The top load shape should have no sharp edges, corners, or bumps, and its exterior surface must be electrically conductive.  It doesn’t matter if the top load interior is solid or hollow, conductive or not.  Aluminum foil tape (in the HVAC aisle of your hardware store) is often used to cover top load forms to make the exterior conductive.  Corrugated aluminum cloths dryer ducting (also HVAC aisle) is commonly used for toroids up to 6” minor diameter, though it will be fragile.


A too-small top load will break out with multiple shorter-than-maximum streamers, even if the shape is smooth.  Some may like that.  A too-large top load won’t break out at all.  Using a breakout point - small bump or nail or piece of Al tape sticking out on the side of the toroid, may be enough to cause breakout to occur if it won't otherwise, and allows one to direct the sparks..


4.  Having established the design of the secondary coil and top load, calculate the secondary resonant frequency.  There are many computer programs available to do this:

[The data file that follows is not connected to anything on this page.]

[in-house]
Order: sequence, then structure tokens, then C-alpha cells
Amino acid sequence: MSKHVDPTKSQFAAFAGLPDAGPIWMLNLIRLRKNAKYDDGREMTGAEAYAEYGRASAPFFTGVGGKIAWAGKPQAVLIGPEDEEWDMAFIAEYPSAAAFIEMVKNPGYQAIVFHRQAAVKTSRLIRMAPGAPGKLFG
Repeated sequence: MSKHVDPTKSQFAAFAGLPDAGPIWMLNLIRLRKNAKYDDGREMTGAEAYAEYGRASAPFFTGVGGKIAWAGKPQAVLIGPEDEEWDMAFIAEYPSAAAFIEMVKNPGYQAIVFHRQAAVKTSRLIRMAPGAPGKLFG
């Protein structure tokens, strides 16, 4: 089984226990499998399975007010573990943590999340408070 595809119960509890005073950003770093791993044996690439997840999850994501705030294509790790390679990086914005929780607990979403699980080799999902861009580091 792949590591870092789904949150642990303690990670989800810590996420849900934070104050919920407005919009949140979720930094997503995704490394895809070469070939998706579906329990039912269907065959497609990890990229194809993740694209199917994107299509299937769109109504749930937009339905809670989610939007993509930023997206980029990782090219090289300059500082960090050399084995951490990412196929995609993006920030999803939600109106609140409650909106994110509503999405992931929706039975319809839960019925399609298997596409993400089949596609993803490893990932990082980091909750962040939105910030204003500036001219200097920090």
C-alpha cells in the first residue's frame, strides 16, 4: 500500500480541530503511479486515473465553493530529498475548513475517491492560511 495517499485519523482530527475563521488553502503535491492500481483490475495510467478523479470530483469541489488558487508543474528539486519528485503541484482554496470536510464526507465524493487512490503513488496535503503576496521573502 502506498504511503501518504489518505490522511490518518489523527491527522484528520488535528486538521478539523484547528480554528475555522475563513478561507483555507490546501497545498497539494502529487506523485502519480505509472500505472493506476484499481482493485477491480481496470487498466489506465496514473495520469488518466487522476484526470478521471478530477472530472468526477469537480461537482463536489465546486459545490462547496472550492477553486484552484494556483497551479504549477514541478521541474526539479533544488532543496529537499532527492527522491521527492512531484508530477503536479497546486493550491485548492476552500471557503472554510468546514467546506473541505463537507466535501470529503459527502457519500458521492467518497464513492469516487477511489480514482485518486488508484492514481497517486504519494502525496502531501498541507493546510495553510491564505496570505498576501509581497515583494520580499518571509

E-Tesla6 is the most accurate, but that level of precision isn’t always necessary.  http://hot-streamer.com/TeslaCoils/Programs/E-Tesla6.zip


Wintesla is probably the easiest to use, and is also good for all other coil calculations.  http://hot-streamer.com/rscopper/wintesla5.exe


5.  Tank capacitor.  In Tesla’s time the only feasible capacitor dielectric construction was glass.  Plate glass or glass bottle (a.k.a.  saltwater caps) capacitors are still used today, but are large, heavy, messy, lossy, compared to plastic dielectric caps.  See http://hot-streamer.com/greg/swc.htm.


Rolled polyethylene/aluminum caps were built and used in the 90’s and offered better performance than glass caps, but were still bulky, messy, non-trivial to build, and most report that they eventually leaked and/or failed.  See http://www.laushaus.com/tesla/rolledcap.htm.